I have two, and they’re both from West Virginia:

The first was on the way to white water rafting for a friends bachelor party. I was driving my Mazdaspeed 6 and had one friend with me as a passenger.

After following a narrow, winding mountain road deep into the middle of nowhere, my GPS told me to turn right. We crossed the one-lane wood bridge over the river we had been following for the last ~30 miles, and immediately followed with a left turn onto a gravel road. I was having a lot of fun at first but then, a few miles in, the rocks started getting bigger. We were forced to slow down but continued on our way.

No less than half an hour after turning off the alread-sketchy mountain road, the woman in my GPS told us to “Continue onto Jeep Trail.” We briefly considered turning around but any other route was going to set us back at least two hours.

It took over an hour to cover the next 10 miles, including two water crossings and much damage to the bottom of my car. Fortunately, the remaining ~15 miles were less like a Jeep Trail and more like a gravel/dirt rally course. The car was already beat up (and it’s just a car) so we went crazy, had some more fun, and only almost died once.

The second incident was on the way to Snowshoe for some skiing with my wife and her family, also driving my Mazdaspeed 6.

My brother-in-law had printed out directions for everyone and we had been following those for most of the trip, even though the GPS didn’t always agree. Then we got stuck behind some asshat truck driver who insisted on going 35 in a 50 and refused to use any of the pull-offs to let us pass. I eventually ran out of patience for his asshattery and took the opportunity to get away from him the next time our GPS told us to turn, even though the printed directions wanted us to keep following the same road.

Long story short, the road kept getting narrower and less road-like, in perfect harmony with the light dusting of snow getting heavier and turning into real accumulation on the road. The change was so gradual that nothing really seemed wrong until we were driving through 6" of snow with a small ditch, then a mountain to our right, and a steep drop into an icy river on our left. By this time it was starting to get dark, but we decided not to turn around since that would add hours to our trip (plus the road was too narrow to turn around so we would have been forced to drive backward a few miles) and we were only 5 miles from the next official highway.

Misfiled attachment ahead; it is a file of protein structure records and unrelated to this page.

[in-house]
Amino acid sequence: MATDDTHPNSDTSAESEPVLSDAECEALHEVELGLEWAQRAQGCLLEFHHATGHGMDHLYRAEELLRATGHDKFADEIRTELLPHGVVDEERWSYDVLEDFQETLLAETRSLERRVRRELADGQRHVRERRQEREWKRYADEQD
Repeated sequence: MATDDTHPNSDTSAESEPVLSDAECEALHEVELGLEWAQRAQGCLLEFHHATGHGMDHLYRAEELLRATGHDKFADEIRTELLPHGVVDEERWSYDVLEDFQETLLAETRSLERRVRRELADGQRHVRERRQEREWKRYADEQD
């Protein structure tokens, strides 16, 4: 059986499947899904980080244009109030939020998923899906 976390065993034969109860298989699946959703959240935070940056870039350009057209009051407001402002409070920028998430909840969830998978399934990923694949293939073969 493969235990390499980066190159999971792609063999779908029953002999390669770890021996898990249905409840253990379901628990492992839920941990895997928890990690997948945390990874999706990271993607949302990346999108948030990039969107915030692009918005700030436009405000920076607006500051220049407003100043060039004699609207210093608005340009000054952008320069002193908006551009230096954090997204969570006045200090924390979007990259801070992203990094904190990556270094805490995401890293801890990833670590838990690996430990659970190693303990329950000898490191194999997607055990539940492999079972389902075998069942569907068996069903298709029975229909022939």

Over those 5 miles, the depth of the snow increased to 8+ inches and we had to dig out from under the car 4 or 5 times just to get the tires back on the ground. Few times in my life have I been as relieved as when we finally saw the sign for the next highway. We passed under the highway and were able to carry enough momentum to make it up the ramp. Our hearts sank when we saw that the highway was also covered in snow. We tried to push on, following a faint set of truck tire marks. We made it over a few more hills before getting stuck again and getting out to dig. That’s when I realized the “truck” tracks we had been following were actually from snowmobiles, and the snow was at least a foot deep.

We stopped for the night. It was 6° outside and not much better in the car; it quickly filled with fumes when we tried starting the engine to warm up. The only signs of human life through the night were a couple helicopters that didn’t respond to our flashlight signals.

The next morning we started hiking. Some of the views were incredible, but hard to enjoy given the circumstances. I chose not to point out the mountatin lion tracks to my wife - they came out of the woods and followed the road for about 50 feet before heading off into the trees again.

13 miles later (through the mountains in 12"+ of snow), we finally arrived at a cleared road and got a ride to the nearest functioning phone.

We literally called every towing company in the phone book. Only one was willing to try to get to where my car was stuck. Jim wanted us to come with him, so we borrowed the in-laws’ SUV and drove there. When we arrived, it quickly became obvious that he didn’t want to do the job, but he kept his word. We climbed into his Jeep Wrangler (lifted on 37" off-road tires) and headed toward my car.

Still a few miles away, we got the Wrangler stuck. My wife was having a panic attack in the back seat (something about narrow snowy roads and drop-offs into icy rivers) so I suggested we get a ride out and come back the next day. That’s when Jim said “Hell no! I’ve seen what happens to cars that get left out here!” I was curious what he meant, but decided it was best for my health to just let it go.

Eventually Jim got ahold of a buddy with a massive 4WD farm tractor who owed him a favor, and I convinced Jim to have his wife pick up my wife and me (of course we had to hike a couple more miles back to a place where she could meet us in her truck). The tractor was just showing up on a trailer as we were getting into the truck to leave.

Jim pulled out the Wrangler first, then went back in for my car, arriving there shortly after sunrise the next morning. Luckily, he got there just in time to chase away the snowmobile pirates (I swear I’m not making this up). They’ve been known to steal any valuables from abandoned cars before burning them - my car still had all of our luggage in it, including two laptops and all of our ski gear.

My windows had some damage from the pirates trying to break in, but they didn’t get any of our stuff, and the $800 towing bill was better than expected.

West Virginia: 2

GPS: 0